For the last couple of years we have produced Christmas stamps using artwork provided by people from Islay or with associations with the island. Most of these contributions have come from young people and I am sure you will agree that the quality of their work has been outstanding.
This year when we asked for ideas for the 2020 Christmas stamp someone suggested an issue dedicated to our most popular Gaelic Christmas carol—Leanabh an àigh. We think that this is indeed a very fitting subject matter for this year’s Christmas issue. For those of you who live on Islay or in Gaelic speaking areas of Scotland this beautiful festive hymn will be very familiar to you. However, others might never have heard of it and therefore a brief history might be welcome.
Leanabh an àigh was written by Màiri Dhòmhnallach (Mary MacDonald), a resident of the Isle of Mull. She lived near the village of Bunessan and in addition to being a crofter’s wife and a devout Baptist was also a singer poet and songwriter. She didn’t write her own music, but would often set her songs to old folk melodies. We don’t know when exactly she penned the lyrics to Leanabh an àigh, or the origins of the tune the words were put to. The now famous tune, known as Bunessan after Màiri’s village, is a traditional melody and probably already well-known in local circles before Màiri became inspired to compose her new carol.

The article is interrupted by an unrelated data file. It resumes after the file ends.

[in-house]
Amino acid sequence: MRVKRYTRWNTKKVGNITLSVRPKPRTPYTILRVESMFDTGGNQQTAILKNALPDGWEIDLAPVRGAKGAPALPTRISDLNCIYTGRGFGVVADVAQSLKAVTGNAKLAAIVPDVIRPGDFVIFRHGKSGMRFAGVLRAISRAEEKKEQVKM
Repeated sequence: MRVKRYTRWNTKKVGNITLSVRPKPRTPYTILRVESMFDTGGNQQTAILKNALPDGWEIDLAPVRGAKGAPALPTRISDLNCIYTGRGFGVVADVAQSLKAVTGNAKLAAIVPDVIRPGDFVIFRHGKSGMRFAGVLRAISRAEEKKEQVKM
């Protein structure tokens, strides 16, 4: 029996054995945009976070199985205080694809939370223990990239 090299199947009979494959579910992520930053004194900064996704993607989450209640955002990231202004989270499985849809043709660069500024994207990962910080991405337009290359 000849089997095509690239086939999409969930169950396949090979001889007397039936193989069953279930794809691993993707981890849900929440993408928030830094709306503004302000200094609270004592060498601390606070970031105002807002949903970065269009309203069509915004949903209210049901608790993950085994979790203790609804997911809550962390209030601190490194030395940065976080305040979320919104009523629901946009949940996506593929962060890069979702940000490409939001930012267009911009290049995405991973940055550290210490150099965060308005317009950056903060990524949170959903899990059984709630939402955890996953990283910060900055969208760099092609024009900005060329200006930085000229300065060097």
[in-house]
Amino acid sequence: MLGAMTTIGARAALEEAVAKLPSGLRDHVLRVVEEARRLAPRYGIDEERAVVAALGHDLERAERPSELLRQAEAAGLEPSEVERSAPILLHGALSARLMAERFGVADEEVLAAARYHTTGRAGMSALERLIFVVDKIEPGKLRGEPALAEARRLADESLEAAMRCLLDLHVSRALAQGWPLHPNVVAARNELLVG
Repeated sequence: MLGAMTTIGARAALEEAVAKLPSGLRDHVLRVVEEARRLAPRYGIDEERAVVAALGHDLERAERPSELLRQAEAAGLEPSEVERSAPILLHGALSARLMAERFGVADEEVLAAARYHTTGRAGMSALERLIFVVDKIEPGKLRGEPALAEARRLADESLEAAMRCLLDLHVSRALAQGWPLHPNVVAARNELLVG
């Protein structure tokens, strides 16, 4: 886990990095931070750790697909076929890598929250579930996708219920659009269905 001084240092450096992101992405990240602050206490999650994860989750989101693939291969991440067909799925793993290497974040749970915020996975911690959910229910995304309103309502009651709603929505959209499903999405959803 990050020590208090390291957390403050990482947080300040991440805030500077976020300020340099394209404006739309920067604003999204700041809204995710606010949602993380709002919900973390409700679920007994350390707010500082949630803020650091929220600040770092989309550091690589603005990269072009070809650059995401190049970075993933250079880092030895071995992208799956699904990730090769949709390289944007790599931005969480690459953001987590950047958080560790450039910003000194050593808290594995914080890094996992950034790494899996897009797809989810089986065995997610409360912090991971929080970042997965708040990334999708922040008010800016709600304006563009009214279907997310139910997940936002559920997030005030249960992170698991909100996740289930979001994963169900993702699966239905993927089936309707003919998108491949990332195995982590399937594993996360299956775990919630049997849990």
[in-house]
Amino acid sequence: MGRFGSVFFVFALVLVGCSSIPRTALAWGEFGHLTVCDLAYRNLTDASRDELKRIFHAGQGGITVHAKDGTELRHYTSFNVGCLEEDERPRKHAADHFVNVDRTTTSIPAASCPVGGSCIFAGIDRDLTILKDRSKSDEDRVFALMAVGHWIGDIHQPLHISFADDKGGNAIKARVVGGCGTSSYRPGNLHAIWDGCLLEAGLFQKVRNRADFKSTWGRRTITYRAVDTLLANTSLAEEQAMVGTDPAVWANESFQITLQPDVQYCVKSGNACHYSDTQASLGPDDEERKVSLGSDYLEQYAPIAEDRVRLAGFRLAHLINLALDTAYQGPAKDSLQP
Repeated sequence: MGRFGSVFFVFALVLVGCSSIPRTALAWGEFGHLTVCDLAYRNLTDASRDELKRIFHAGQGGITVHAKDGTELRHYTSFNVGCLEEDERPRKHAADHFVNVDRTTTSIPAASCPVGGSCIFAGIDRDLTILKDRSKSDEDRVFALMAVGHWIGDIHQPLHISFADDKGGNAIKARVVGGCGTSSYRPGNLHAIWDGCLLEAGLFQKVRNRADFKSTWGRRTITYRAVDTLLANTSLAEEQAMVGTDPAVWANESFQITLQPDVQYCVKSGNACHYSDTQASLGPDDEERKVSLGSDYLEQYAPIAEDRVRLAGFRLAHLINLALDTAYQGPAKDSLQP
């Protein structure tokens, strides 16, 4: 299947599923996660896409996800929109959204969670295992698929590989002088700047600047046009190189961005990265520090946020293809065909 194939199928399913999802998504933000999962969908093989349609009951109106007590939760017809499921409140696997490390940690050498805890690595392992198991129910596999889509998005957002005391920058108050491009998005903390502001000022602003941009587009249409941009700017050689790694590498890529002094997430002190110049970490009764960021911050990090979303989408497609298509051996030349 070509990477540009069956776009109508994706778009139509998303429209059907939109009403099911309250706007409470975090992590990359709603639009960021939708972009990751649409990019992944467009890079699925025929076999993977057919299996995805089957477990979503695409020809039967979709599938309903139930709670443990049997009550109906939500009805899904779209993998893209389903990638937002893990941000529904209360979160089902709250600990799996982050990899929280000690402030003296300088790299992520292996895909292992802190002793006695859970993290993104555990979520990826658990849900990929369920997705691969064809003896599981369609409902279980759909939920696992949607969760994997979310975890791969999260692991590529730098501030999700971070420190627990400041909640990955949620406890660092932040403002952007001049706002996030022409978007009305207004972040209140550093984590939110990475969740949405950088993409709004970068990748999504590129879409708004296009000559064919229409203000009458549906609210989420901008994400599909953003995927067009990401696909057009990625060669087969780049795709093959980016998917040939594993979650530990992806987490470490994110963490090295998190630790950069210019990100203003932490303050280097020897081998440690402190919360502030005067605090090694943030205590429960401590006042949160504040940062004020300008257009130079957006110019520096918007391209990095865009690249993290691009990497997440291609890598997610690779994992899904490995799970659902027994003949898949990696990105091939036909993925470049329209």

During her lifetime her work was not well-known outwith her community, but Leanabh an àigh was to become famous after her death. It was discovered in the 1880s by Lachlan Macbean, a local newspaper editor and talented translator based in Kirkcaldy with an interest in resurrecting lost Gaelic songs. Macbean used the Gaelic lyrics as a basis for Child in a Manger, published in 1888, which remains a popular Christmas carol in Scotland—particularly within the Church of Scotland. But it is more than just a well-known carol.
Leanabh an àigh is as much about local identity as it is about the Christmas message. It is THE Hebridean carol. Christmas wouldn’t be Christmas on Islay (or any of the other islands, I suspect) without Leanabh an àigh, and both the Gaelic and Macbean’s English versions are widely sung in churches, schools, public concerts and homes. The lyrics speak to a particularly Hebridean non-conformist theology that even now feels rooted to a particular part of Scotland.
Sadly, once Child in a Manger came to the attentions of Ralph Vaughan Williams and Percy Dearmer, who were compiling a new hymnbook entitled Songs of Praise in the 1920s, they decided the tune needed new lyrics. The hymnal’s editor, Martin Shaw, commissioned Eleanor Farjeon to compose some new words and she duly produced a poem that would become world famous as Morning Has Broken. Consequently, Bunessan has become more synonymous with Cat Stevens than the island community in which it was born.
While the tune is now firmly identified with lyrics that are neither Hebridean nor connected to Christmas, within Scotland’s Gaelic speaking communities the ancient words are still celebrated. There are other Gaelic carols, but none that are either as well known or which play such a role in the life of our island communities. As such, these stamps are a small and simple tribute to the greatest Gaelic Christmas song ever written, and the woman who wrote it.
Full sheet £7.50 (UM or CTO)
Leanabh an àigh first day cover £3.00
Bunessan first day cover £3.00
Full set (UM or CTO) £2.50
Mini sheet (UM or CTO) £2.50